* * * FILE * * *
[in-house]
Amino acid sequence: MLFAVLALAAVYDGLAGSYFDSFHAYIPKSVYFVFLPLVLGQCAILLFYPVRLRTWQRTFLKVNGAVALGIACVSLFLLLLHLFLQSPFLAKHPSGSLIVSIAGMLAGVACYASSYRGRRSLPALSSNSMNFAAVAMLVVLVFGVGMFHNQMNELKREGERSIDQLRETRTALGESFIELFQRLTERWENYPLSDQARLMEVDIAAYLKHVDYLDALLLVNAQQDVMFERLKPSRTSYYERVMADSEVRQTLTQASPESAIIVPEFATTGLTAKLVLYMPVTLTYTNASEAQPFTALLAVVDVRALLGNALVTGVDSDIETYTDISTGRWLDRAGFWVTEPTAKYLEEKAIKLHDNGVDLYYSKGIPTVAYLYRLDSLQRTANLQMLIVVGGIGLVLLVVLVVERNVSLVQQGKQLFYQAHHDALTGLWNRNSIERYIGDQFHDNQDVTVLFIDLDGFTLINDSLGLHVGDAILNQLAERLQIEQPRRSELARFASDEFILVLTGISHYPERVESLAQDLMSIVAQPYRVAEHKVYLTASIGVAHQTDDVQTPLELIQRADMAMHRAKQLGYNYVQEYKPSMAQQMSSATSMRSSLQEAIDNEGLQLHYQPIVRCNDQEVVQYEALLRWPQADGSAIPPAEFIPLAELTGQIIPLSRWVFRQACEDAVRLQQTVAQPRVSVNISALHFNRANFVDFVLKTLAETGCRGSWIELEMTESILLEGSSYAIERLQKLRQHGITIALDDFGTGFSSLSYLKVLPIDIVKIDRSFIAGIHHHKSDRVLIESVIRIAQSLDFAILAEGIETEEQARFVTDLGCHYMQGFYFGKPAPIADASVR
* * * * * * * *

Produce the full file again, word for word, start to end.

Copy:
[in-house]
Amino acid sequence: MLFAVLALAAVYDGLAGSYFDSFHAYIPKSVYFVFLPLVLGQCAILLFYPVRLRTWQRTFLKVNGAVALGIACVSLFLLLLHLFLQSPFLAKHPSGSLIVSIAGMLAGVACYASSYRGRRSLPALSSNSMNFAAVAMLVVLVFGVGMFHNQMNELKREGERSIDQLRETRTALGESFIELFQRLTERWENYPLSDQARLMEVDIAAYLKHVDYLDALLLVNAQQDVMFERLKPSRTSYYERVMADSEVRQTLTQASPESAIIVPEFATTGLTAKLVLYMPVTLTYTNASEAQPFTALLAVVDVRALLGNALVTGVDSDIETYTDISTGRWLDRAGFWVTEPTAKYLEEKAIKLHDNGVDLYYSKGIPTVAYLYRLDSLQRTANLQMLIVVGGIGLVLLVVLVVERNVSLVQQGKQLFYQAHHDALTGLWNRNSIERYIGDQFHDNQDVTVLFIDLDGFTLINDSLGLHVGDAILNQLAERLQIEQPRRSELARFASDEFILVLTGISHYPERVESLAQDLMSIVAQPYRVAEHKVYLTASIGVAHQTDDVQTPLELIQRADMAMHRAKQLGYNYVQEYKPSMAQQMSSATSMRSSLQEAIDNEGLQLHYQPIVRCNDQEVVQYEALLRWPQADGSAIPPAEFIPLAELTGQIIPLSRWVFRQACEDAVRLQQTVAQPRVSVNISALHFNRANFVDFVLKTLAETGCRGSWIELEMTESILLEGSSYAIERLQKLRQHGITIALDDFGTGFSSLSYLKVLPIDIVKIDRSFIAGIHHHKSDRVLIESVIRIAQSLDFAILAEGIETEEQARFVTDLGCHYMQGFYFGKPAPIADASVR